Hiroshige did not conceive of this particular view on his own: he clearly relied on a composition in the Edo meisho zue (vol. V), which shows a similar old hackberry tree (enoki), backed by a pine.  (Ota Nampa reported in an essay in Hitomotogusa of 1806 that the tree in question was a pine before it became a hackberry.)  Haystacks are also shown to one side, and foxes gambol about below, puffing flames into the air.  Yet Hiroshige utterly transformed the conception, first of all by rendering a line drawing into color.  The printing of the blackness is a technical triumph involving different shades of gray, several bokashi, and mica on the bare branches.  There are key touches of green: on the pine behind to the left, in overprinting on the haystacks, and at the tips of the trees in the distance to the right.

The expression of light is every bit as skilful as that of darkness.  Scattered stars twinkle above the stark tree.  The foxes themselves are printed in a pale flesh color that offers just the right contrast, and individual red bokashi are cast at the base of the yellow flames of the sixteen foxes in the foreground.  In the distance, looking closely, we can make out the flames of sixty-odd more foxes approaching the tree through the fields, the farthest just tiny specks - yet each carefully carved and printed.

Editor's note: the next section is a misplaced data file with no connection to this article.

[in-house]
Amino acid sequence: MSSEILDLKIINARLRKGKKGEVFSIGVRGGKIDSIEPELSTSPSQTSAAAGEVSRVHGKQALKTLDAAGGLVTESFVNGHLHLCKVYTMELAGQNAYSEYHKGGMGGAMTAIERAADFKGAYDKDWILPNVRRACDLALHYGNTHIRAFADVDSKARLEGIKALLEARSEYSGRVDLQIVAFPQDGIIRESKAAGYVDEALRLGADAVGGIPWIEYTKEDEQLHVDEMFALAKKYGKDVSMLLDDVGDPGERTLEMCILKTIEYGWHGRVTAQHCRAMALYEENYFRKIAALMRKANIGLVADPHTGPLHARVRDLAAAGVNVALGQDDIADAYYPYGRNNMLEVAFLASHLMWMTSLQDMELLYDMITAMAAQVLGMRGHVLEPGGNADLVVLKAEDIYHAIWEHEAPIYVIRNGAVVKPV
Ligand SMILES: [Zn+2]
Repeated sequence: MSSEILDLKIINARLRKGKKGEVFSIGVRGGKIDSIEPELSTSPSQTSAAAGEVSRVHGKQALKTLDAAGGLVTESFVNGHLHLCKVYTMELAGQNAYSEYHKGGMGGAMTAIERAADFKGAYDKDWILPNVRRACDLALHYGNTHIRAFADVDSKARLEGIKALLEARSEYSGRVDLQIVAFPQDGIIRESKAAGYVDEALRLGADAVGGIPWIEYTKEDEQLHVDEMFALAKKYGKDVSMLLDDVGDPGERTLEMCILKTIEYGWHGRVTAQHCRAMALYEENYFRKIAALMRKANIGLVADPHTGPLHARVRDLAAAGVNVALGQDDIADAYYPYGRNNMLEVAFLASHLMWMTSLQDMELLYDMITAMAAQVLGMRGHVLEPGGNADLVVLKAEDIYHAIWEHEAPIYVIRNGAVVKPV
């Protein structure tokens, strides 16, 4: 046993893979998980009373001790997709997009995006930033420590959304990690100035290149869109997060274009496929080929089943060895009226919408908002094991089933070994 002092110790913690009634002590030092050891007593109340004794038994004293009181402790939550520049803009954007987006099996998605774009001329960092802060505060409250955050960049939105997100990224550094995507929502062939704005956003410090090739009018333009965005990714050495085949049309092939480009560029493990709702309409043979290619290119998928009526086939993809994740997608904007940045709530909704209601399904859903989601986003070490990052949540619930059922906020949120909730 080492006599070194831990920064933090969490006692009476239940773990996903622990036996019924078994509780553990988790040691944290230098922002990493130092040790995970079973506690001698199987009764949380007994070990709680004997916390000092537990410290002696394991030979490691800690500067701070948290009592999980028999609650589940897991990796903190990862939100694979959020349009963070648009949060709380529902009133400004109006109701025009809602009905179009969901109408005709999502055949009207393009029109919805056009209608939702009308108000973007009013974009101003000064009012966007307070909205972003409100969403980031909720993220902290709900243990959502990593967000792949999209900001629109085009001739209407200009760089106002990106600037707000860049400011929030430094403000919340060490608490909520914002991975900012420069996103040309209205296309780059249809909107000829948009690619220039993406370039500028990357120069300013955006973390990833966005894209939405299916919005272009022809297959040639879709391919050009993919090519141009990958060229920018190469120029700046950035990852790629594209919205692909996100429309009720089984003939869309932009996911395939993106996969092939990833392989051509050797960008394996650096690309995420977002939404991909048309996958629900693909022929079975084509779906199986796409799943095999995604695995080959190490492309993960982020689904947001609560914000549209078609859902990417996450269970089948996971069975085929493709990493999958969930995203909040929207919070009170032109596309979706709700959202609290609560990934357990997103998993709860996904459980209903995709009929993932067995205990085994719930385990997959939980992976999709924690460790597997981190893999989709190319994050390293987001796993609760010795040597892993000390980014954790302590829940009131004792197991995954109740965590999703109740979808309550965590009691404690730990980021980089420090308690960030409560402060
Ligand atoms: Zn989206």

The overall effect is mysterious and yet in no way truly fantastic.  Compared to the Edo meisho zue view, the foxes here have a poise and dignity that suggests the solemnity of the annual occasion.  We are reminded that although foxes had supernatural powers to the Japanese, they were also familiar animals, commonly seen in the city of Edo and specially numerous in the Oji district.  In this print, the flames coming from foxes' mouths are undeniably haunting, but the tree and background are realistic.  Such a tree actually existed, about 400 yards due east of Oji Inari shrine, which is the green crested mound of trees at the distant right.

The Changing Tree survives today.  The hackberry of Hiroshige's day died in the mid-Meiji period, according to a sign at the place, and its stump was preserved in a small shrine.  In April 1945, a firebombing raid threatened to destroy the area, but the flames came no farther than this point.  After the war, the grateful residents set up a proper shrine and planted a new tree.  It can be seen today at Shozoku Inari Shrine, on the southeast corner of Oji 2-30.

Uoei (Uo-ya Eikichi) seal.